Nurse whose tattooed eyebrows turned blue supports new license register rule for practitioners

  • "It really really dented my confidence for years and years"

In the late 1990s Fiona Millar-Nelson from Cardiff had a tattoo that would change her life, how she looked and how she felt.

As a teenager she’d over plucked her eyebrows and was looking for a solution. Aged 26, she was walking along a high street and saw an advert for eyebrow tattoos in a hairdresser’s window. 

She decided to go in, pay the £99 for the procedure and was left with eyebrows that weren’t just the wrong shape but they turned the wrong colour - they turned blue.

Fiona said: "So I was 26, I had throughout my teens plucked my eyebrows out. Then walking down the high street I saw a sign in the window in a hairdresser's and thought, what can go wrong?"

Fiona said she would have to use make-up to cover up the mistake but that was not always practical.

She added: “I really, really lost my confidence."

She said it was “absolutely heartbreaking” and caused her to really lose her confidence for many years. She would cover them with make-up but it wasn’t always practical.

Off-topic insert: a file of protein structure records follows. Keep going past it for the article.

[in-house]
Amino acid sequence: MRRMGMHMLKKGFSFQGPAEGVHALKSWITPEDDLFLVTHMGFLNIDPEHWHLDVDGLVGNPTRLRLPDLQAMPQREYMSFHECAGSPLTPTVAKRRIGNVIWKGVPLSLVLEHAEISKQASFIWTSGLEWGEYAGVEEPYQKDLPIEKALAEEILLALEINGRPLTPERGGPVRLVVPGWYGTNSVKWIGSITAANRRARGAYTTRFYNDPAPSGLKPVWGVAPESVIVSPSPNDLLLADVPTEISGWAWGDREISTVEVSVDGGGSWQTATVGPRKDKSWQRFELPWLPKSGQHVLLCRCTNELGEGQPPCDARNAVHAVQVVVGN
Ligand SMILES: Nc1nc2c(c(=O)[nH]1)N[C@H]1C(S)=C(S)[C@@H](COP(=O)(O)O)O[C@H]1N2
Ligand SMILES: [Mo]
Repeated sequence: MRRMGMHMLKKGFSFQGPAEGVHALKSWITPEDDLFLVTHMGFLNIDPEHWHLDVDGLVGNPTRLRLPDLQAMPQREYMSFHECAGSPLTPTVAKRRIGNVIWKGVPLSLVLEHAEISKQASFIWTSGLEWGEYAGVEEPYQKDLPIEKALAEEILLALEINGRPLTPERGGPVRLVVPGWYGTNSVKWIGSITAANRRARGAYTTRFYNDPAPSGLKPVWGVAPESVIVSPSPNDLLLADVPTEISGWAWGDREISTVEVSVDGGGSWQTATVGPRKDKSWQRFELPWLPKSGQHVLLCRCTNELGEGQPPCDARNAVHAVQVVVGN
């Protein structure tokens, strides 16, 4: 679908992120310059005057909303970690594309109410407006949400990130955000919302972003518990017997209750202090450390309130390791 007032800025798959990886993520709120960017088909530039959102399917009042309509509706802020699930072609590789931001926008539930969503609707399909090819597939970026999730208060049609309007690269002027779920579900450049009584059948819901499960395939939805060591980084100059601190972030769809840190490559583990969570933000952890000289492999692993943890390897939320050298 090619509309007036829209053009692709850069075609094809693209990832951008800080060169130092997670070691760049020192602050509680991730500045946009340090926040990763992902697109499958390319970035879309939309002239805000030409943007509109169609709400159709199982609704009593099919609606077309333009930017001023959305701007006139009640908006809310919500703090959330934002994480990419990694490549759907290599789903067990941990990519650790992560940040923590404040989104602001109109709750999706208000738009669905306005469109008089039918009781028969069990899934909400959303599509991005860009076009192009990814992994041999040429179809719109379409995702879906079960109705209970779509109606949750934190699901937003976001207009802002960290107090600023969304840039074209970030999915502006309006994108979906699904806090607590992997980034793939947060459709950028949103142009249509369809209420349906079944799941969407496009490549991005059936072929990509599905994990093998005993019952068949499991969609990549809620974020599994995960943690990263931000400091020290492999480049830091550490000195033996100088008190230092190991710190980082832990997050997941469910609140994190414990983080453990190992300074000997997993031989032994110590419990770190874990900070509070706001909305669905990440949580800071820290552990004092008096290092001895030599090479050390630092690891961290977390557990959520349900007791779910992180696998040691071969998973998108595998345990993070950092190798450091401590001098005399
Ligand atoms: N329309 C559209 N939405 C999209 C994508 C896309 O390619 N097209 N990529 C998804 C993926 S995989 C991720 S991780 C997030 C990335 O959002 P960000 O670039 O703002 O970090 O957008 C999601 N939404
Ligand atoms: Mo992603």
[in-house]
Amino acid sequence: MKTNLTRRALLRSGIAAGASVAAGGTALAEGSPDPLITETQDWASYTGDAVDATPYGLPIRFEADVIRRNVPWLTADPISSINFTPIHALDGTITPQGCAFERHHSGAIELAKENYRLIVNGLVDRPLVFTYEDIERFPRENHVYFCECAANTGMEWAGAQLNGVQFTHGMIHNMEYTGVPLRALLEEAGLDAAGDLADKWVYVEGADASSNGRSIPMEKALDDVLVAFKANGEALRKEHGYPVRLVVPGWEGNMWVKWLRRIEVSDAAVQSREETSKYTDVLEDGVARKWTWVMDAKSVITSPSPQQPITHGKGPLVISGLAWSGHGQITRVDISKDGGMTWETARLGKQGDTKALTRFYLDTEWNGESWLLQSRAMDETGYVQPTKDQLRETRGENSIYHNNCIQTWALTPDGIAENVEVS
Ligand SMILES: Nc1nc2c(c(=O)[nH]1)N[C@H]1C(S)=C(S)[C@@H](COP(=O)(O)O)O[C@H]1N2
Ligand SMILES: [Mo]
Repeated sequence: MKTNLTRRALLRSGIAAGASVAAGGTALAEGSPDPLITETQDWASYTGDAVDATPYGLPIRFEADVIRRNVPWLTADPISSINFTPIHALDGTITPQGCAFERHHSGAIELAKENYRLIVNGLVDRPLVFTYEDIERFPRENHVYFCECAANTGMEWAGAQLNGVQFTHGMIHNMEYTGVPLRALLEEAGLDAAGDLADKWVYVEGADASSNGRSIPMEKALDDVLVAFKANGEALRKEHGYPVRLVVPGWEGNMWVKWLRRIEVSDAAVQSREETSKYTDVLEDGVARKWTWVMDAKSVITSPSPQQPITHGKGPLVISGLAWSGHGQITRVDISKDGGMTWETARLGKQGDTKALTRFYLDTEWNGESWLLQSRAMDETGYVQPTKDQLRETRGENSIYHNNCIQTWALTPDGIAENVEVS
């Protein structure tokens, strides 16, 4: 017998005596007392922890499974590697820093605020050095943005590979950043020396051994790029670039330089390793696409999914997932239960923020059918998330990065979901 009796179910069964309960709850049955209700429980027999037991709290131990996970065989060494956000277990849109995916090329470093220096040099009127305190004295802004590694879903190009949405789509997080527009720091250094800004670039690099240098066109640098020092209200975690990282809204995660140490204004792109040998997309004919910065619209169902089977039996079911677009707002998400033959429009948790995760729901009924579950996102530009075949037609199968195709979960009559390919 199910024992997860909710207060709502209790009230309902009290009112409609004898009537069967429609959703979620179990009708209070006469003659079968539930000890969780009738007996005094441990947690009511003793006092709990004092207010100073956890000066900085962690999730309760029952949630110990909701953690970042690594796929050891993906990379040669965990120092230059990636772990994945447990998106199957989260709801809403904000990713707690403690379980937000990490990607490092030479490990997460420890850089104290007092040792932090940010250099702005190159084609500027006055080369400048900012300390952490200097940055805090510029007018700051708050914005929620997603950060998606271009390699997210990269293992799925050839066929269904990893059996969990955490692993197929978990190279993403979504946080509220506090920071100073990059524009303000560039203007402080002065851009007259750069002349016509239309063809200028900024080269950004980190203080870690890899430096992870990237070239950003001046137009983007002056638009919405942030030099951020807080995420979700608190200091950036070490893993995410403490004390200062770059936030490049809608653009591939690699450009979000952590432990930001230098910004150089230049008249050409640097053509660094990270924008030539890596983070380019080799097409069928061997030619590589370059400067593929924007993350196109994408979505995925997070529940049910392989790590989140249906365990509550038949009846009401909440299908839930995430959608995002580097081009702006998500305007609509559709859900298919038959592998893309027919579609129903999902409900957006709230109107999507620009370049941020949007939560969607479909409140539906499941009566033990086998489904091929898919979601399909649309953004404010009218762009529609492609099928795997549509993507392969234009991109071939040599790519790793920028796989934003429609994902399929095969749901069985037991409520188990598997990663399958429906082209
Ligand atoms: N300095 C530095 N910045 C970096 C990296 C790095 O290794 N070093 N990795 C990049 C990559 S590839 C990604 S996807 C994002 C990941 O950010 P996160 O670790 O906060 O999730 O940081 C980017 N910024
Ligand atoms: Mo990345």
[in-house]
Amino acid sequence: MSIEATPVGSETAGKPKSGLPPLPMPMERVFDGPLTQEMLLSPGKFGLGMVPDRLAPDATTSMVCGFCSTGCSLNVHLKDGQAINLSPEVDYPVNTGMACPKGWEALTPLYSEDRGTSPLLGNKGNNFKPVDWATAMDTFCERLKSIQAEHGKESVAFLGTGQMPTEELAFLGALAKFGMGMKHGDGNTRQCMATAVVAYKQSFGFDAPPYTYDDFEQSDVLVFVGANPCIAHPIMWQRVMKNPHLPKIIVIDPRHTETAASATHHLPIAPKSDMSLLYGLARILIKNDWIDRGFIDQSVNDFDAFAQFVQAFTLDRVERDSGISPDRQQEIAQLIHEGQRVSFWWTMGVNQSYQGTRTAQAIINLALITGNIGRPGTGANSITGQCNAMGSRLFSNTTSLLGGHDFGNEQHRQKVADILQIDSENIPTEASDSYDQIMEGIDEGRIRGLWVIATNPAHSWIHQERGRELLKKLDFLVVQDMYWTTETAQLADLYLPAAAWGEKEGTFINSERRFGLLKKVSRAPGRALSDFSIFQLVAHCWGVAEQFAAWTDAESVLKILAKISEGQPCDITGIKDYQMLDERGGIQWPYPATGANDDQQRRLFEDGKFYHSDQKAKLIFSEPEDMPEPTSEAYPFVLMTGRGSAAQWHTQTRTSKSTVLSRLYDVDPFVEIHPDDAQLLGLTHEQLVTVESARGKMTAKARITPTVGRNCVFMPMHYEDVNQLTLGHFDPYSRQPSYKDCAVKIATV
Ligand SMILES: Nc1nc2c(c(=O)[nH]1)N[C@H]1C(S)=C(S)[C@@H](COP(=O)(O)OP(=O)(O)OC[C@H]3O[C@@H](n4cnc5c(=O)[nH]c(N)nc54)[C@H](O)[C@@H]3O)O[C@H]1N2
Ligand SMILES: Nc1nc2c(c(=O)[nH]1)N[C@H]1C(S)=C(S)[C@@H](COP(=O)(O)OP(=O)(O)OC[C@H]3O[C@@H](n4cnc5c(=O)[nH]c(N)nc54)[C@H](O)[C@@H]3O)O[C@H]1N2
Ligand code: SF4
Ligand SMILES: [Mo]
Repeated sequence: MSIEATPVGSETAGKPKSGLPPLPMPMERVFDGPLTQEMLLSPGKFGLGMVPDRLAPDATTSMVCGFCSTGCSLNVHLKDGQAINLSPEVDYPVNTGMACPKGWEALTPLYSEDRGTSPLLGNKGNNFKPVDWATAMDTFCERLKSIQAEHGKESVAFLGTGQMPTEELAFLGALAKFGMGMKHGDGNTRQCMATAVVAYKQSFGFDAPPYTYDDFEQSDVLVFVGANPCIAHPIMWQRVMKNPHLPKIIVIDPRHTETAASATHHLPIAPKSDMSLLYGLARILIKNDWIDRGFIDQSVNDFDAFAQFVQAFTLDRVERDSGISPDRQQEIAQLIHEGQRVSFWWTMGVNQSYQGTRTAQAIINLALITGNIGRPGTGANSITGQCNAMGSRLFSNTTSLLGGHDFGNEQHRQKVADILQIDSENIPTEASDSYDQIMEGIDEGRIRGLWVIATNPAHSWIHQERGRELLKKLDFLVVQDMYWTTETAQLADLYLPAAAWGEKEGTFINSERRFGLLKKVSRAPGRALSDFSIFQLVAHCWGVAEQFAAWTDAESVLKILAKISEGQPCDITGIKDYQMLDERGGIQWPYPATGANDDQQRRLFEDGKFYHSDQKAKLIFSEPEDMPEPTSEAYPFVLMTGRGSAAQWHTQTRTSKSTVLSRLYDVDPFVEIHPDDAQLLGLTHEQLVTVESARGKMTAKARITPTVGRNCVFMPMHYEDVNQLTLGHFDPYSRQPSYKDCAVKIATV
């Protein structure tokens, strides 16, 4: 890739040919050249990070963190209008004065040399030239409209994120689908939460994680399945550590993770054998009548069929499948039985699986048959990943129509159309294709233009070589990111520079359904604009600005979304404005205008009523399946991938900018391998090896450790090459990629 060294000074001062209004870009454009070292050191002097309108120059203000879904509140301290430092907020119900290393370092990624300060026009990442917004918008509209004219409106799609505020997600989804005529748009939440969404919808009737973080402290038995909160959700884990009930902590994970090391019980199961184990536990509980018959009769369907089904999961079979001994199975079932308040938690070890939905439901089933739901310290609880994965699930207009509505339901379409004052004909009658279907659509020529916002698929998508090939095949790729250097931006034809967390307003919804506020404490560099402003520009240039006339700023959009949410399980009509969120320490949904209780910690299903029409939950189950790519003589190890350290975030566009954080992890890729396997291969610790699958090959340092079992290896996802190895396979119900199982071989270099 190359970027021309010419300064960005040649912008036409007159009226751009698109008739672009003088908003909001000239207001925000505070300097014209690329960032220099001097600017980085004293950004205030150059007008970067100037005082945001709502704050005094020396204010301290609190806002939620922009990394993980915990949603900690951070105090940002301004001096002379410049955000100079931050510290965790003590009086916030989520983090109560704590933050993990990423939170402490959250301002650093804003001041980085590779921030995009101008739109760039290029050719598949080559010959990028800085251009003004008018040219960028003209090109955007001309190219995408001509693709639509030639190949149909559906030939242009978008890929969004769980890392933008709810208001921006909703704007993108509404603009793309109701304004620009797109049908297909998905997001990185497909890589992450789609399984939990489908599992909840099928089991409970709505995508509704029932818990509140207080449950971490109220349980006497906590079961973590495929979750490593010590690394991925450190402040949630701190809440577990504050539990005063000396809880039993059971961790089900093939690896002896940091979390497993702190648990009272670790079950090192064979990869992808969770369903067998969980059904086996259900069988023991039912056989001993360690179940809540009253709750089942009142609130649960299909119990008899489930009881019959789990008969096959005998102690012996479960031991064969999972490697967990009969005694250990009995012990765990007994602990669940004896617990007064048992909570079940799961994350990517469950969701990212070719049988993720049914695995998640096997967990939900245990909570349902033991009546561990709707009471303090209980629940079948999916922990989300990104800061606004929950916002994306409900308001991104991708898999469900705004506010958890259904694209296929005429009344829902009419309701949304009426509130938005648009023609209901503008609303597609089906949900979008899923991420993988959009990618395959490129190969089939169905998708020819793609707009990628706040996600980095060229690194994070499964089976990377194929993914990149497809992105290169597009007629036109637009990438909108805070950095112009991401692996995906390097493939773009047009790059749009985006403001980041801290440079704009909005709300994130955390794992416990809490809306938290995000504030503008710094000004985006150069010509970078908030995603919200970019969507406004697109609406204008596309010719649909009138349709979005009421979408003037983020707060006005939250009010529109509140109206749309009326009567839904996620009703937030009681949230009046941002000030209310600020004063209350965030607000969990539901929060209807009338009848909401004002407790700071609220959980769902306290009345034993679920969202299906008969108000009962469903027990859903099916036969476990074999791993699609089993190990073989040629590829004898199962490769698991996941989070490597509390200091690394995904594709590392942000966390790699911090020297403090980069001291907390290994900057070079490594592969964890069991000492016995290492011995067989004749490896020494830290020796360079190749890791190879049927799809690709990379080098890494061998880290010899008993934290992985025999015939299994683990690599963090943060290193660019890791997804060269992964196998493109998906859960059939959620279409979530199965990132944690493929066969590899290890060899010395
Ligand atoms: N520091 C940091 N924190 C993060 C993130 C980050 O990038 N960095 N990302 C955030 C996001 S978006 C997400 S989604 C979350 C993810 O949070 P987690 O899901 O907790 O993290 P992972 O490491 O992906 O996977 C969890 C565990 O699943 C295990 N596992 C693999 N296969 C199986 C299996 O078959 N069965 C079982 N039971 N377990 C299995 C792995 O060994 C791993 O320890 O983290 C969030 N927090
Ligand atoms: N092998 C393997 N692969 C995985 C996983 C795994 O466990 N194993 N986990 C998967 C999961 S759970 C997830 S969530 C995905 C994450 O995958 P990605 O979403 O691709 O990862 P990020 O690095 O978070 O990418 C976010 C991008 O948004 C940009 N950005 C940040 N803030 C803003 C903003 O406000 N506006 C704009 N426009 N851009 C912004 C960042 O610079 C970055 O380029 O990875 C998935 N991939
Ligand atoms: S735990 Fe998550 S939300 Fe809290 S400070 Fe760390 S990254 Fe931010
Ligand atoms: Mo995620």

Fiona was so embarrassed about them that she gave up competitive swimming and it stopped her getting into relationships.

As she puts it, "I'd literally cancel social events around my eyebrows”. 

"I'd have to plan my day thinking, look at the weather and think, 'right it's raining so I probably can't do something'," Fiona explained.

Fiona works as a nurse and said it even impacted her professional life.

She said: "It's your face and I've got a front-facing role in work, I have to be very close to people, so it really really dented my confidence for years and years."

In all, Fiona spent twenty years with blue eyebrows until she managed to get them lasered off. 

A new licensing register will be introduced in Wales for tattoo artists, those working in semi-permanent beauty and body piercers.

Now the Welsh Government is introducing a mandatory register for tattooing and body piercing - making Wales the first country in the UK to do so.

It means there'll be a central list of approved and licensed practitioners to help reduce infection and improve practices. 

Fiona describes these changes as “amazing” giving people the clarity they need to know that what they’re getting done will be safe - and will look good.